KACHINA VILLAGE, Ariz. — Hundreds of firefighters are working to protect communities from a wildfire chewing up a scenic Arizona canyon, but some business owners worry that the blaze will keep customers away from the premier tourist area over the important holiday weekend.
The human-caused Slide Fire started Tuesday and by Thursday night had burned more than 11 1/2 square miles in and around Oak Creek Canyon, a scenic recreation zone along a highway between Sedona and Flagstaff that normally would be teeming with tourists as Memorial Day approaches.
Firefighters established containment lines around 5 percent of the fire by late Thursday and were making good progress in keeping the fire from getting closer to communities south of Flagstaff, incident commander Tony Sciacca said Friday.
"Everything is holding this morning," Sciacca told reporters during a briefing.
Weather conditions for the next several days look favorable, with increased humidity and a chance of rain, though rain also could lead to rock falls off steep canyon slopes denuded of vegetation, he said.
The Sedona Chamber of Commerce has been fielding hundreds of inquiries via telephone and social media from visitors wondering if they should still visit during the holiday weekend and about the air quality, officials said.
Many Sedona business owners also have taken to social media to remind people the resort town is open for business, but it hasn't kept some from changing their plans.
Pink Jeep Tours, which offers tours of Sedona's famous red-rock landscape, has already had some cancellations and is seeing fewer bookings for a holiday weekend.
Chamber of Commerce President Jennifer Wesselhoff said smoke from the fire has been visible from about 3 a.m. to 9 a.m., but the skies clear up as soon as the sun emerges. She said visitors can still go hiking in most areas after 9 a.m. and not see any smoke.
The fire grew tenfold from Wednesday and from 7 1/2 square miles earlier Thursday. There have been no reports so far of injuries or structures burned.
The fire still was 3 to 3 1/2 miles away from the residential areas of Forest Highlands and Katina Village, where 3,200 residents remained under pre-evacuation warnings.
Officials were mindful of the fire's dangers, as they looked at giant flames shooting up the walls of the canyon and saw how hot the fire was burning in the tinder-dry drought conditions.
"The fuels are just so dry, entire trees are turning to ash," said Dick Fleishman, a spokesman for fire managers.
A primary focus of firefighting efforts will be to pinch off the fire where it has reached the top of the canyon's northeast corner to keep it from burning north toward residential areas, he said.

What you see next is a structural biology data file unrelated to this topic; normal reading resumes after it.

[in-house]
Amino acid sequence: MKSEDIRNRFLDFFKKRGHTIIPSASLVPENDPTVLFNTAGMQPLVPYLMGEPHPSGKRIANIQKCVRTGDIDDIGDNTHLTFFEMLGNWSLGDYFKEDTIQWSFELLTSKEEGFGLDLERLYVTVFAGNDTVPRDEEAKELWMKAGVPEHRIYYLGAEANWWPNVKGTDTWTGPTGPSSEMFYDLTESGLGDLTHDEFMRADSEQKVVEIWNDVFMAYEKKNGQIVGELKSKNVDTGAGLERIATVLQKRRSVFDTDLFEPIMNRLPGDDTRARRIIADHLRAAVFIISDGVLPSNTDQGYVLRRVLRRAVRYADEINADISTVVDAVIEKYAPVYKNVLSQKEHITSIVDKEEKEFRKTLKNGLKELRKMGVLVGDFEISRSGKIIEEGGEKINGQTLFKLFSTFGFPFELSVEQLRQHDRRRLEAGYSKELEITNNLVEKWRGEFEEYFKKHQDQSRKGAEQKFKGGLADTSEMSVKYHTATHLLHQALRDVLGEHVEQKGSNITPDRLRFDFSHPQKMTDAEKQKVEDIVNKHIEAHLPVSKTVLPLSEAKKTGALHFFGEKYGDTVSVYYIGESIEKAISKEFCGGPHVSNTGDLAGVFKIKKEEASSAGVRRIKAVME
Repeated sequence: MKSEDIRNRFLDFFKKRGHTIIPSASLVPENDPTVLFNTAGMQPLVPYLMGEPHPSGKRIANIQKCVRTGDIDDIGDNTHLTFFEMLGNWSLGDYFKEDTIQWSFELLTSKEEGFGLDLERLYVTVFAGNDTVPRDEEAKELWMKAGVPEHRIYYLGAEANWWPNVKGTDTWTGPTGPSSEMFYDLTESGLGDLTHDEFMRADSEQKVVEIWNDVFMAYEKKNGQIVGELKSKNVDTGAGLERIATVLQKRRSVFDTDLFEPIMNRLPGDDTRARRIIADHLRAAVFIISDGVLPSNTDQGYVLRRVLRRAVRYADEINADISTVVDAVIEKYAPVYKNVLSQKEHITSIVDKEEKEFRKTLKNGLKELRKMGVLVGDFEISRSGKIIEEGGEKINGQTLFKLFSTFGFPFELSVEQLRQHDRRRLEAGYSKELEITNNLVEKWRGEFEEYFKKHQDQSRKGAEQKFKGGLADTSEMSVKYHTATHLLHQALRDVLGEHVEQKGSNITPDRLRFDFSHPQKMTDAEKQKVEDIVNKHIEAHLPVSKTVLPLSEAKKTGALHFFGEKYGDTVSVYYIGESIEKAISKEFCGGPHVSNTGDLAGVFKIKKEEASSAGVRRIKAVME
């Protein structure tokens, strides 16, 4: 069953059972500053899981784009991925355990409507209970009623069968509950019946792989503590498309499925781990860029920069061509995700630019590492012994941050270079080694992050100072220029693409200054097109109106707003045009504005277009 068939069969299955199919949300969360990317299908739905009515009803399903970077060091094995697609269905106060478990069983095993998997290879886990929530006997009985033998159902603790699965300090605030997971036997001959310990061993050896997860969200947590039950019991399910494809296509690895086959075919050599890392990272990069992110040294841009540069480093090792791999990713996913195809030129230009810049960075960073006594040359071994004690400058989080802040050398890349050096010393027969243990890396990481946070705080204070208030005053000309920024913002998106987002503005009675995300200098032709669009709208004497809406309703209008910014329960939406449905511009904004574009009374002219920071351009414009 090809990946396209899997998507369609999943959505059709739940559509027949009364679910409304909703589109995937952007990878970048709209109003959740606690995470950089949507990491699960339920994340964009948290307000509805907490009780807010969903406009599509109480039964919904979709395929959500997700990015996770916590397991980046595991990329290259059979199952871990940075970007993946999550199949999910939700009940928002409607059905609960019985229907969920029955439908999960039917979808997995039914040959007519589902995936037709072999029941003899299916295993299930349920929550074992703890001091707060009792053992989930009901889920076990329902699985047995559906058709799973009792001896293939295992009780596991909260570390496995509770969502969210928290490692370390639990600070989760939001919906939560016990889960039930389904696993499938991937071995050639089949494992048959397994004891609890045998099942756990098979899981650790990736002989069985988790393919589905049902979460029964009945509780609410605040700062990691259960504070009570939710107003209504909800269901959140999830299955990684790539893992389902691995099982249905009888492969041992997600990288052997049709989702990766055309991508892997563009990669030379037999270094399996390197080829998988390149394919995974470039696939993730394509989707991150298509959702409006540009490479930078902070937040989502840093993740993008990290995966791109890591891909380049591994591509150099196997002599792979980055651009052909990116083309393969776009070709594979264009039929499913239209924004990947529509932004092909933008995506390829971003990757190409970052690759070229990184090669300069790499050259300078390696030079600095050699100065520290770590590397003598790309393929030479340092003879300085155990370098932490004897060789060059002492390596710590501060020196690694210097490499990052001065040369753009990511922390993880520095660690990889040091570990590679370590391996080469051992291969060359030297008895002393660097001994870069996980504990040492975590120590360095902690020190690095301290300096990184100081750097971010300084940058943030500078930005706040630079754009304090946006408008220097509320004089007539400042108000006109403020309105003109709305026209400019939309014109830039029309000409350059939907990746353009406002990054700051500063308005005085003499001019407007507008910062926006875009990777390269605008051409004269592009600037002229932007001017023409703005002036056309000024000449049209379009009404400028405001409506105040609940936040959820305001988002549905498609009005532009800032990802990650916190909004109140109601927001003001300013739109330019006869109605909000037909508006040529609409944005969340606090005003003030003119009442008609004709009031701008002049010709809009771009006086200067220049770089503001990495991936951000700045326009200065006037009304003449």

Sciacca said 900 firefighters were assigned to the fire Friday, including 35 hand and at least 35 engine crews.
Firefighters are also taking extra steps to make sure they don't lose communication with crews in the steep canyons. They brought in "repeaters" that look like 20-foot-tall antennas and placed them on overlooks to maintain radio contact with firefighters below. Radio communication issues were a problem last year in a fire in nearby Prescott that killed 19 firefighters who were part of a Hotshot crew.
"If the fire makes any unfavorable movement, we know about it and I can alert them," said firefighter Rich Sack of the Carson Hotshots in Taos, New Mexico, as he held a radio and intently kept an eye on the fire.
Fleishman said thunderstorms could bring much-needed rain and moisture to dampen the blaze, but also lightning strikes that could start additional fires and powerful downdrafts that could push the blaze erratically in all directions.
"That's what happened with the Prescott guys last year," he said.
As smoke billowed over their homes, many residents of Kachina Village and Forest Highlands got out of town Wednesday rather than wait for an evacuation order.
The fire has closed the main road between Sedona and Flagstaff forced the evacuations of 100 threatened businesses and homes in a 2-mile stretch north of Slide Rock State Park, a popular recreation area because of its natural rock water slides.
In southern Arizona, a wildfire on the Tohono O'odham Indian Reservation was fully contained Thursday after charring more than 200 acres. The fire southwest of Tucson was reported Tuesday night. Officials say no structures were damaged and no residents were evacuated.
Associated Press writers Paul Davenport, Walter Berry and Terry Tang in Phoenix contributed to this report.